While most kids were busy thinking about Barbies and video games, Leah Fox was busy building a business plan. Now the ripe age of 14, Leah knew the power of an insulin pump early on, and she wanted to make sure that other kids had a chance to experience the same freedom. With a passion for beading, she started her own company a few years ago, called Dragonfly Jewelry, to help kids with diabetes.
Her newest fundraising project is called Pennies 4 Pumps, which encourages classrooms at different schools in Fort Collins, CO, to compete to raise money by collecting pennies (!) The money raised goes to supporting a child who cannot afford the full cost of an insulin pump.
Leah was nominated for the Prudential Spirit of Community Award as a State Honoree from Colorado, and was chosen for an award of $1,000, an engraved silver medallion, and an all-expense-paid trip to Washington, D.C., to attend the national awards gala at the Smithsonian (and enjoy tours of the capitol). We chatted with Leah about her passion for helping others:
Tell us about the Pennies 4 Pumps program. What is it exactly?
Pennies 4 Pumps started out as a school fundraiser where classrooms challenged each other to see who could bring in the most "change" in a given period of time. Some kind of reward was offered as an incentive, like an extra P.E. class with a healthy snack. There was also a friendly competition between two student councils from competing schools who ran the campaign at the same time.
Recently, a middle school decided to sell T-shirts and promote Pennies 4 Pumps to their school community. Also, a local high school choir group has now partnered with Pennies 4 Pumps to provide a portion of its concert sales to the fundraiser!
So now, Pennies 4 Pumps is the "umbrella" name for all our fundraising efforts associated with raising money for an insulin pump.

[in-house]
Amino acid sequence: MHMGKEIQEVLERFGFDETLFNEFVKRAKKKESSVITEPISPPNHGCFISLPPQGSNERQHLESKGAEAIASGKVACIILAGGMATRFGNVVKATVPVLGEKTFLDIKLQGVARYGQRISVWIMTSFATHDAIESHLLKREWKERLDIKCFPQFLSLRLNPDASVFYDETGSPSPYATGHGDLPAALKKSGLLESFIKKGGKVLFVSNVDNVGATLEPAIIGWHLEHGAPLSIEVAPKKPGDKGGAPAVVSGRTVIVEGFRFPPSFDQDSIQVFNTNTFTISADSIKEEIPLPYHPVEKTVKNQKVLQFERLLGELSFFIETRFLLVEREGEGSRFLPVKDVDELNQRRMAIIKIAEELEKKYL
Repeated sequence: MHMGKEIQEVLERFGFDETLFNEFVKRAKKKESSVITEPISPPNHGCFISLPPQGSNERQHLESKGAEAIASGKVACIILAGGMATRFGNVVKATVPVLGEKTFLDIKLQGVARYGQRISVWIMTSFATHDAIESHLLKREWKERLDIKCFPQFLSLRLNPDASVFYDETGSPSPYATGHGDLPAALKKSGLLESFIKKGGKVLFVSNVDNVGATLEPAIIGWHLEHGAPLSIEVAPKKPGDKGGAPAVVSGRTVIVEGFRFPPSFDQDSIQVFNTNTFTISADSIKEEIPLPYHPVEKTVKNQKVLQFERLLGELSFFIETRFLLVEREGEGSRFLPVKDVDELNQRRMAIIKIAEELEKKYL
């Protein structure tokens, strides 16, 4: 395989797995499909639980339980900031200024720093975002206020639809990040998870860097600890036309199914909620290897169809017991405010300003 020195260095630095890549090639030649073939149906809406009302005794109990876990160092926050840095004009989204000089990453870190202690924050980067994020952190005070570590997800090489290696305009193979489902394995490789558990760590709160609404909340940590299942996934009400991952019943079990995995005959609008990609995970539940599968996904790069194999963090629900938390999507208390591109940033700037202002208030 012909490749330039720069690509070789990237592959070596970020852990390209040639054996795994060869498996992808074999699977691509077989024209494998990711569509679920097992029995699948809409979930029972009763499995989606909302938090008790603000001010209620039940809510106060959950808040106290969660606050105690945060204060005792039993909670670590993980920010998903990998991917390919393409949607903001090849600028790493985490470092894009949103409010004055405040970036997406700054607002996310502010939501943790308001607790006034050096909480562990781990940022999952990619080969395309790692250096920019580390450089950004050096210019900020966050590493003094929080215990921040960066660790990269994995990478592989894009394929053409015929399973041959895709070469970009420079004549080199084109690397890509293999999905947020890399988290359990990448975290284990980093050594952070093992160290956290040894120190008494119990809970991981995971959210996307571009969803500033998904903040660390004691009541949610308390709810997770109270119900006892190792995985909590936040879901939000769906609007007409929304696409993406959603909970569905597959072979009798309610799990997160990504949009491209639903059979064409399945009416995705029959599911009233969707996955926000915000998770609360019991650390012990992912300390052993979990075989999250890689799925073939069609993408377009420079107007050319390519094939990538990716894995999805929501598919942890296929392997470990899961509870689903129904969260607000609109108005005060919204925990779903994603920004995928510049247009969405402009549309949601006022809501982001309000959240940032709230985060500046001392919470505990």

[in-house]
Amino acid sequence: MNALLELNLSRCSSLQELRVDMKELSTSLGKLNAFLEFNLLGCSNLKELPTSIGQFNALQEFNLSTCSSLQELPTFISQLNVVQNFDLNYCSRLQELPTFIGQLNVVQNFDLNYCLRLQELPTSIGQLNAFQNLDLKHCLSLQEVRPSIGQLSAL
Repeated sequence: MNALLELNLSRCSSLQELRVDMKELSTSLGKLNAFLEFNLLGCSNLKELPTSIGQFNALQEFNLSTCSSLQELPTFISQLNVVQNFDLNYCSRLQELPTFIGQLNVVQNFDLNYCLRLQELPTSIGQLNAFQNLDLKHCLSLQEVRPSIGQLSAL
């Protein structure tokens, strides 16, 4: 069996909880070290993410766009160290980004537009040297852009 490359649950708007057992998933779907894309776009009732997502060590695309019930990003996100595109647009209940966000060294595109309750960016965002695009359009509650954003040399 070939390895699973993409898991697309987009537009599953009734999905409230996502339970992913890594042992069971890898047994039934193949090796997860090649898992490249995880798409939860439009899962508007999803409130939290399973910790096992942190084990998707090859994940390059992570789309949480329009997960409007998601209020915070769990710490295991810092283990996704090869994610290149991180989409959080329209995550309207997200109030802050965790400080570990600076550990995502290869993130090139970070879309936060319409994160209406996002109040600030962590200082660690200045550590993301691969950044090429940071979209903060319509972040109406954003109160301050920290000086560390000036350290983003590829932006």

Where did you get the idea?
It started back when I was in 5th grade. I was involved in student council and they were looking to do a fundraiser. At the time, I already had [my company] Dragonfly Jewelry, where 50% of proceeds go to raising money for insulin pump for a child who couldn't afford one.
To reach my goal quicker, I decided I could add another fundraiser. My school was the first school to do Pennies 4 Pumps, and now it has spread out through multiple schools!
So you started raising money making jewelry?
Yes, I was beading at the time and I want to help someone, so I started taking it seriously and made it into a business. Once I started getting better, it turned into nice jewelry. That business has grown to be a lot better than I expected. Then I told my parents I wanted to do this fundraiser for a child for an insulin pump. That's a pretty costly thing, but they didn't want to ruin my spirits. Then I started raising all this money and we did it! We helped someone.
Why is helping other kids to get on insulin pump therapy important to you?
I think it was the summer after I was diagnosed when I went to Camp Sweetpea (diabetes camp). One activity was going swimming, and all these kids were twisting off tubing. I was really interested in it and then at lunch I would see these kids and they'd add up their carbs and bolus. I was like, "You don't have to take a shot?" I was pretty recent with my diagnosis and didn't know much about it.
My parents knew about the pump, but they only decided to get it when they noticed how badly I wanted it. They understood how dedicated I was. After I was on it for awhile, I just loved it so much. I am very athletic, so with sports, the temp basal is amazing. I love all the functions on it.
When we went back to Camp Sweetpea and I was showing my pump off, some kids wished they could have one. Some families can't afford it because pumps are really expensive and the insurance company doesn't always pay for all of it. It really pulled a trigger in my heart.
How much money have you raised? How many pumps have you provided for kids?